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Mel’s Rescue Noodle Soup with Leftover Chicken

Melissa Hemsley

Effort:
Complexity:
Cost:

Serves: 4

Prep time: 5 mins

Cook time: 25 mins

Ingredients:

1 tbsp ghee or butter

1 large leek or onion, diced

3 garlic cloves, finely chopped

1.2 litres vegetable stock or bone broth

1 big handful of a mix of fresh herbs, like parsley and dill, leaves and stems chopped

1 tbsp fresh thyme leaves or 1 tsp dried

1 bay leaf, dried or fresh

2 celery sticks, diced

2 carrots, thinly sliced

2 handfuls of 2cm chunks of root veg like sweet potato, squash, pumpkin, potato or (in the summer) courgette

400g noodles or spaghetti, any type

1 tsp olive oil

300g mix of cabbage, rainbow chard and/or chard, stems finely chopped and leaves shredded

300g leftover shredded chicken

Juice of ¼ lemon or 1 tsp apple cider vinegar

2 big handfuls of frozen peas or sweetcorn

Sea salt and black pepper

(See Flexi Swap tip for optional extras)

Veg Portions / Serving: 2

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Extracted from Eat Green by Melissa Hemsley. Photography by Philippa Langley.

There’s nothing quite like a warming bowl of homemade soup to make you feel a thousand times better. If I’ve had a Sunday roast chicken, I make this on a Monday to get a great boost of vegetables in. It’s based on store cupboard and freezer ingredients like frozen peas, onion, garlic and carrots, though you could swap in anything that needs using up. You can up the amount of vegetables or noodles here, so adjust to your liking. Post-Christmas and other celebrations, this is a fantastic way to use up leftover turkey or any other leftover meats.

Method:

In a large wide saucepan, heat the ghee or butter and fry the leek or onion over a medium heat for 8 minutes while you prep everything else. Add the garlic and fry for another minute.

Add the stock or broth, chopped parsley or dill stems, thyme, bay leaf, celery, carrot, root veg and some salt and pepper, pop the lid on and cook for 15 minutes until the carrot is almost tender.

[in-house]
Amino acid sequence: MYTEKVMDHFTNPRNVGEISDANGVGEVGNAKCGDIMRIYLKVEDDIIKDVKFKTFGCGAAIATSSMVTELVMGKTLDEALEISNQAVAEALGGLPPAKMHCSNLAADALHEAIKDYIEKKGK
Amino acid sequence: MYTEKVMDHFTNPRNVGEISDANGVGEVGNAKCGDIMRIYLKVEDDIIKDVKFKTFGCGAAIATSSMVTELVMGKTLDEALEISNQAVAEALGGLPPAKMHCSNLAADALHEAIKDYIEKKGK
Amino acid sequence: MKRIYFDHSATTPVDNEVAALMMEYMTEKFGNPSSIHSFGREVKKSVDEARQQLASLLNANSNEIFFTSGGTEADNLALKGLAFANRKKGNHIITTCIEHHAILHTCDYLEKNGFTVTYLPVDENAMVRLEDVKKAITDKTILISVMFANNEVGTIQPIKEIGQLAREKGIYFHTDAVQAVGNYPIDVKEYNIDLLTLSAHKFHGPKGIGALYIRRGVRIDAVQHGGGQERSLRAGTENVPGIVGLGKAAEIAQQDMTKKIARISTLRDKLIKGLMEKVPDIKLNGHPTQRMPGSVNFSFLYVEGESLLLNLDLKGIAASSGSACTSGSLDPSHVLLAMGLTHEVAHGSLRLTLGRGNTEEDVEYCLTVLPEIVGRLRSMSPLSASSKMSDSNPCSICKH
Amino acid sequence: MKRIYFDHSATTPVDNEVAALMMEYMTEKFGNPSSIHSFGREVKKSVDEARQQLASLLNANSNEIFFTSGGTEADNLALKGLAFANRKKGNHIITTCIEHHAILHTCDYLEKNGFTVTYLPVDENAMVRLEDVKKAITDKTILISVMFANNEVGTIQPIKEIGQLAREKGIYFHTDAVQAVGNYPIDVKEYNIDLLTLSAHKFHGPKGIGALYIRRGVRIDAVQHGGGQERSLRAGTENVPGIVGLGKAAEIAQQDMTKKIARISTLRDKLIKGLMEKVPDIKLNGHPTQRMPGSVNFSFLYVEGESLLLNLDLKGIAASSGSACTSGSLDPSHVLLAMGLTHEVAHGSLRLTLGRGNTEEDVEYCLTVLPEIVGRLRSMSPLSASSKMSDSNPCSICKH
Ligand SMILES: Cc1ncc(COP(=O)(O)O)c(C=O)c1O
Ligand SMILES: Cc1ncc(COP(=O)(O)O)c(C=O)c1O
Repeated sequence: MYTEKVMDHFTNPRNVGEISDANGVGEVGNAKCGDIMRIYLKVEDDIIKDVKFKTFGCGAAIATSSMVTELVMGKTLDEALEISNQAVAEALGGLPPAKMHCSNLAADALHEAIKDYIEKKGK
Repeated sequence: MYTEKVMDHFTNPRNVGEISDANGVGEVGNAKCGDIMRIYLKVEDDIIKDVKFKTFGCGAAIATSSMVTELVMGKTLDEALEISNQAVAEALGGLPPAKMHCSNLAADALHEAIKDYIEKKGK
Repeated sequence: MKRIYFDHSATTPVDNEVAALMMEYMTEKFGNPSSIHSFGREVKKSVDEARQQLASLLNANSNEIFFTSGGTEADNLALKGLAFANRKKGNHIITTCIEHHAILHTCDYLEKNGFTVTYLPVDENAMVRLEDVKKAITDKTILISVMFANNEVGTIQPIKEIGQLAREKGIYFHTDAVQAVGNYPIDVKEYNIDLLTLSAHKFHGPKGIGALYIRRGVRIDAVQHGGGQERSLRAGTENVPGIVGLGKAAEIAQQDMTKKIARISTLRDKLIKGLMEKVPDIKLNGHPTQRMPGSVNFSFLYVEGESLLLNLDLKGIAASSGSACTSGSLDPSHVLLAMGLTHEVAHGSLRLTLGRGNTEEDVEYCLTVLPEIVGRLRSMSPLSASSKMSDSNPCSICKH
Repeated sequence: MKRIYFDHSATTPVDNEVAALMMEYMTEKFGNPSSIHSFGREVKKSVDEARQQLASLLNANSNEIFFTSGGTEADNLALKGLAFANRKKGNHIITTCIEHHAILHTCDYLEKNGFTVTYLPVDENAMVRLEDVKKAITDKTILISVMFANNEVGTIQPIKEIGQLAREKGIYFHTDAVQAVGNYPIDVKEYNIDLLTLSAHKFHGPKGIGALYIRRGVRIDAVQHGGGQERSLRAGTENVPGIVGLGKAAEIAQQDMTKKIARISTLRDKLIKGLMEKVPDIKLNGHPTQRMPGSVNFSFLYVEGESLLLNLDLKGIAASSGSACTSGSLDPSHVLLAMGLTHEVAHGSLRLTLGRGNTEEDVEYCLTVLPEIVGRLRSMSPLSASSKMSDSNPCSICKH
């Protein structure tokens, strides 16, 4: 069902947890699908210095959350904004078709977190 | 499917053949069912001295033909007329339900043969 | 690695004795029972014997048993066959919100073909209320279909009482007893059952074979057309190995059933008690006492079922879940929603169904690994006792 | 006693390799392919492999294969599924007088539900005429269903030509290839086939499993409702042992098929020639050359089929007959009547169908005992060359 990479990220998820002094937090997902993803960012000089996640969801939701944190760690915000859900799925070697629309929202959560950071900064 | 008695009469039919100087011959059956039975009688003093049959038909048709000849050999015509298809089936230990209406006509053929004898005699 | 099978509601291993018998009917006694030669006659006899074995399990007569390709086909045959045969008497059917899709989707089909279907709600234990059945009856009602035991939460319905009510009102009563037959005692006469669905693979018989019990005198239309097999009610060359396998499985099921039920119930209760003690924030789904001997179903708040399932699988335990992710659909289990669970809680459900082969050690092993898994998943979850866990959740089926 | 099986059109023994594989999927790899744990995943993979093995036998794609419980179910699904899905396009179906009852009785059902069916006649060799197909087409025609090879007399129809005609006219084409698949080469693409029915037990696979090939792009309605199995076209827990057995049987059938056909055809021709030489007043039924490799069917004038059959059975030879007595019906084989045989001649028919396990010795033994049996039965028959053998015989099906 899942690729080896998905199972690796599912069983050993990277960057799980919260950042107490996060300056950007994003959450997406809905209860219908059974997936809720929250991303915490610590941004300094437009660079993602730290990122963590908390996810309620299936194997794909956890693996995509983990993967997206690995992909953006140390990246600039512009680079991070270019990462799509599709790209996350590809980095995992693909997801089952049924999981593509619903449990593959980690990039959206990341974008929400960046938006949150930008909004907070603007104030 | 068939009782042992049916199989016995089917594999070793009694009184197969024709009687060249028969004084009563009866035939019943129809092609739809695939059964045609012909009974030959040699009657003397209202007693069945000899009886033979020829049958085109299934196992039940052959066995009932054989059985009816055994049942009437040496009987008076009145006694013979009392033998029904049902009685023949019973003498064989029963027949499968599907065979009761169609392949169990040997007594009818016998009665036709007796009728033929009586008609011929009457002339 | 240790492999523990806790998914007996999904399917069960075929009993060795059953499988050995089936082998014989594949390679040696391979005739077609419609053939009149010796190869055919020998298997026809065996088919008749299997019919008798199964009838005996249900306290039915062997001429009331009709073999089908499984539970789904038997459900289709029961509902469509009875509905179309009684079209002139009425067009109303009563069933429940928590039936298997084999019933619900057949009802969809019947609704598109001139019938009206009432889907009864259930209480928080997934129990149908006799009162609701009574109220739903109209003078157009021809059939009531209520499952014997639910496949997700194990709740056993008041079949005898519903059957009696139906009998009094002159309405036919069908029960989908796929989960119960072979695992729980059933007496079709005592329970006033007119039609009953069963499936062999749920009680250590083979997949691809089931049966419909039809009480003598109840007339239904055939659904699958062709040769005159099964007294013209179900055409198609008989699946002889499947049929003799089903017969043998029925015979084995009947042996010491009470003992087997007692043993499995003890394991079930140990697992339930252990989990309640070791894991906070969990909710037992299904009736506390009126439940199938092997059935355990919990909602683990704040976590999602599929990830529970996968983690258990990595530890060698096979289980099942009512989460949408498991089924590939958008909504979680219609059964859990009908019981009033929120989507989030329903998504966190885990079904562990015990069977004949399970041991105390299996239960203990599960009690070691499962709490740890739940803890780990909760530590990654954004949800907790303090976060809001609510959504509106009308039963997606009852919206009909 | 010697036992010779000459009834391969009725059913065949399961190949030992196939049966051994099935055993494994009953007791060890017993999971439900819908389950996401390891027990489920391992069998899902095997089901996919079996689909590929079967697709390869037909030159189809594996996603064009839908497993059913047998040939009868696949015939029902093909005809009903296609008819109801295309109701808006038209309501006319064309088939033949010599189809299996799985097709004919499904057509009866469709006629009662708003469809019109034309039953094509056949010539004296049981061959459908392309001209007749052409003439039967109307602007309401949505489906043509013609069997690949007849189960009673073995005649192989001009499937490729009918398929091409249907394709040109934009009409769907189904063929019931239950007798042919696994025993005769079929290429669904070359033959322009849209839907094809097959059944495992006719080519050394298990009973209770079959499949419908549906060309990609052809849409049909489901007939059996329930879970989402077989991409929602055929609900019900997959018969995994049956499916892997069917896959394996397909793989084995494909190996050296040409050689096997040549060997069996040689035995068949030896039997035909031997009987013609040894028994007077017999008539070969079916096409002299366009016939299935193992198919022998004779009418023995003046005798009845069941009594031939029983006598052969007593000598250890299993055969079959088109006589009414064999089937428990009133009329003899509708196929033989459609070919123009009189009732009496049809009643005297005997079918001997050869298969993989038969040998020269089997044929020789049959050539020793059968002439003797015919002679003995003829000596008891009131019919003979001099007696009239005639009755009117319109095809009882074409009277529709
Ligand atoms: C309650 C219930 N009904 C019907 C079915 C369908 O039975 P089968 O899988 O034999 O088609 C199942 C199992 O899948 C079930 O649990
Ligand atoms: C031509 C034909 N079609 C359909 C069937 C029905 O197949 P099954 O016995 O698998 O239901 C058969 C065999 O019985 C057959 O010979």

Meanwhile, cook the noodles in a separate pan until almost tender (check the label for suggested timings), then drain and rinse under cold water to stop them cooking further. Toss with the olive oil to stop them clumping and set aside.

Back to your soup pan: add the chopped cabbage and chard stems, shredded chicken, lemon juice or vinegar and cook for a few more minutes.

Add the chard leaves, frozen peas or sweetcorn and cooked noodles for a final 2 minutes so that the chard wilts, the peas cook and the noodles heat through. Season to taste and serve up straight away, topped with the fresh herb leaves.

 

Waste Not: You don’t have to use noodles here, you can add any pasta shapes you like so just use whatever odds and ends of pasta packets you have. You could even add the pasta straight into the soup to cook and save on using a second pan.

Flexi Swap: For a vegetarian version, swap the chicken for 500g roughly chopped mushrooms and a pinch of dried seaweed or seaweed salt. Sometimes I add even more garlic and a thumb of grated ginger plus 1 tsp ground turmeric for an extra boost. Try adding a tablespoon of miso or tamari just before serving or swap the herbs for coriander and mint.

Engaging Kids

Engaging Kids

Kids who engage regularly with veg through veg-themed activities, such as arts and crafts, sensory experiences, growing and cooking are shown to be more likely to eat the veg they engage with. Encouraging kids to engage and play with veg is the handy first step to them developing a good relationship with veg and life-long healthy eating.

Kids in the kitchen

Kids in the kitchen

Older children can help with chopping veg and adding ingredients to the pan (some younger kids will love doing this, too, if they are able to with your help). Get younger ones chopping herbs with scissors with your help, and toss the noodles with oil.

Activities

Activities

While getting kids to interact with veggies for real and using their senses to explore them is best, encouraging hands off activities like arts & crafts, puzzles & games or at-home science experiments can be a great start, particularly for those who are fussier eaters or struggle with anything too sensory. Use these veg-themed activities as a stepping stone to interacting with the veg themselves. We have loads of crafty downloads here, puzzles here, and quirky science with veg here.

Sensory

Sensory

Once you feel your child is ready to engage a little more, you can show them how to explore the veg you have on hand with their senses, coming up with playful silly descriptions of how a veg smells, feels, looks, sounds and perhaps even tastes. Find ideas, videos and some simple sensory education session ideas to get you started here.

Serving

Serving

The moments before food is offered can be a perfect opportunity for engagement that can help make it more likely a child will eat it! Giving children a sense of ownership in the meal can make a big difference to their feelings going into it and the pride they take in it. You know your child best, but if you aren’t sure where to start, we have some fun and simple ideas for easy roles you can give them in the serving process over here.

Melissa Hemsley

Chef and best selling author, lover of leftovers and seasonal vegetables and regular volunteer with food waste charities, kids community cooking and ambassador of Fairtrade farmers.

melissahemsley.com/

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